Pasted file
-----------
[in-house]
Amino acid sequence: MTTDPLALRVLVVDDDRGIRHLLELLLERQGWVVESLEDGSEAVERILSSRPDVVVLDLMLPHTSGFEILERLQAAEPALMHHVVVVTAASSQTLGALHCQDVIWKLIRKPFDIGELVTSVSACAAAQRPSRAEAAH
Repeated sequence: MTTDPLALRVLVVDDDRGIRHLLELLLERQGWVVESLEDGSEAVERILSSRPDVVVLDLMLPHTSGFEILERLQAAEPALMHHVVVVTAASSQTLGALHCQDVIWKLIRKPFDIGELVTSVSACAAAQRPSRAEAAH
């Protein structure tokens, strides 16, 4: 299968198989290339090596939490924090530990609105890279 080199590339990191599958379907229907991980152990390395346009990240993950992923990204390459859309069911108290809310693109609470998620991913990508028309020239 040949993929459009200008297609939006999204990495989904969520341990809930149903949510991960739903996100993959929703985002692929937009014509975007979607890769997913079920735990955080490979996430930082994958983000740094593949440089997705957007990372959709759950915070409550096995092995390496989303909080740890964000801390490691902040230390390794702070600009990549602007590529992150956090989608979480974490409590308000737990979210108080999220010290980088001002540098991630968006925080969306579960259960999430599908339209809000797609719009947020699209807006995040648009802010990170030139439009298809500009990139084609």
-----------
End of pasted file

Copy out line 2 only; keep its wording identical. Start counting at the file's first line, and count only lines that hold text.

Amino acid sequence: MTTDPLALRVLVVDDDRGIRHLLELLLERQGWVVESLEDGSEAVERILSSRPDVVVLDLMLPHTSGFEILERLQAAEPALMHHVVVVTAASSQTLGALHCQDVIWKLIRKPFDIGELVTSVSACAAAQRPSRAEAAH